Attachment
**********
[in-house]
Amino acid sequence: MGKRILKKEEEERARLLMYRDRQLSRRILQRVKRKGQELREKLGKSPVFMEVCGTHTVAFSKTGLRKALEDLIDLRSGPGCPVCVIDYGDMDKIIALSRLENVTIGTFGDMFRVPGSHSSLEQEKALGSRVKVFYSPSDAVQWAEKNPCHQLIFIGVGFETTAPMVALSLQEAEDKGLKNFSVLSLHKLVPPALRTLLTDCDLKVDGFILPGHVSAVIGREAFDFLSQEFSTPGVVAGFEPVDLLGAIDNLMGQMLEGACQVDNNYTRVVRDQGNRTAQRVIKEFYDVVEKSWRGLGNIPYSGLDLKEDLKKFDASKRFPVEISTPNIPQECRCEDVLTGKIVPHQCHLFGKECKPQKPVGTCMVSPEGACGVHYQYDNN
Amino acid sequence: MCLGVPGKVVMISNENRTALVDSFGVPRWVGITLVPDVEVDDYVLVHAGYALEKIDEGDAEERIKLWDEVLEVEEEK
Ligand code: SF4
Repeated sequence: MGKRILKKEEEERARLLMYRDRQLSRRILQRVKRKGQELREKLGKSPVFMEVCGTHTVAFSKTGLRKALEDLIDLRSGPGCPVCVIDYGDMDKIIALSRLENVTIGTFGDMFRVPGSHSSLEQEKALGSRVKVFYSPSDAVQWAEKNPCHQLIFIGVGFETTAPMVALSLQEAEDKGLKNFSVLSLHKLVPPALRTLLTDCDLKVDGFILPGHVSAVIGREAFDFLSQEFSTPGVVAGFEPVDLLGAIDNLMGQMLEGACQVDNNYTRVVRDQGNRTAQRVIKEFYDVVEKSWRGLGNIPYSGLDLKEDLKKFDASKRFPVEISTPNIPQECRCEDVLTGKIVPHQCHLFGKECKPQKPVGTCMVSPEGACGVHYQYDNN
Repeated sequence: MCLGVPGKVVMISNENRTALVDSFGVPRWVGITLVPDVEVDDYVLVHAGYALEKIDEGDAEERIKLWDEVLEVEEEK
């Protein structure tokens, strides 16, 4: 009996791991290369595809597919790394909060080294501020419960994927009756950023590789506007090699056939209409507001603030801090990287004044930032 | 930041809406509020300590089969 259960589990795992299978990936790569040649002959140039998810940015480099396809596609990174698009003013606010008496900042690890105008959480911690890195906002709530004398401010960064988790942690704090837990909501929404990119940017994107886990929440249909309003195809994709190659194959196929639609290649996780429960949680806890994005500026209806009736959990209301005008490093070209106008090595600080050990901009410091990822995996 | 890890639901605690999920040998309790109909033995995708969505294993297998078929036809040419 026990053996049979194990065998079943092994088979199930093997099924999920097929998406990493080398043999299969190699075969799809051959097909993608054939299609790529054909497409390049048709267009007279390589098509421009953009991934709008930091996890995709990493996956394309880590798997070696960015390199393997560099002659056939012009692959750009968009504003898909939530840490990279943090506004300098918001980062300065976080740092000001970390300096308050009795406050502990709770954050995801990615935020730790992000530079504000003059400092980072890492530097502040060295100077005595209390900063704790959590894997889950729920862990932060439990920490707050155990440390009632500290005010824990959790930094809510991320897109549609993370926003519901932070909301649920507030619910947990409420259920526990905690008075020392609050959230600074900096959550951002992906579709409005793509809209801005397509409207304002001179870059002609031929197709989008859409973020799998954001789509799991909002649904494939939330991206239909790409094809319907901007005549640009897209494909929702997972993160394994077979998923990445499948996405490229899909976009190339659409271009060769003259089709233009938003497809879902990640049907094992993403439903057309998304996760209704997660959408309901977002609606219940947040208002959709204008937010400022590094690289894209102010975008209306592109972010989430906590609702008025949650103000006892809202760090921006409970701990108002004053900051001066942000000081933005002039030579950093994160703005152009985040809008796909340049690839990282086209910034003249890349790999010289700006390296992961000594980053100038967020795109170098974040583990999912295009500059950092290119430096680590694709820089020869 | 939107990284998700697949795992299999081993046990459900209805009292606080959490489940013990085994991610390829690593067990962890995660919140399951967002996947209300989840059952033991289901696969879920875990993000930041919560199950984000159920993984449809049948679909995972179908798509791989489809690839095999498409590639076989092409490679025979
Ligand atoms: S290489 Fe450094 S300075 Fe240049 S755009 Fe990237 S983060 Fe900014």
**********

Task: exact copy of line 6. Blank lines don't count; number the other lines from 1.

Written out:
Repeated sequence: MCLGVPGKVVMISNENRTALVDSFGVPRWVGITLVPDVEVDDYVLVHAGYALEKIDEGDAEERIKLWDEVLEVEEEK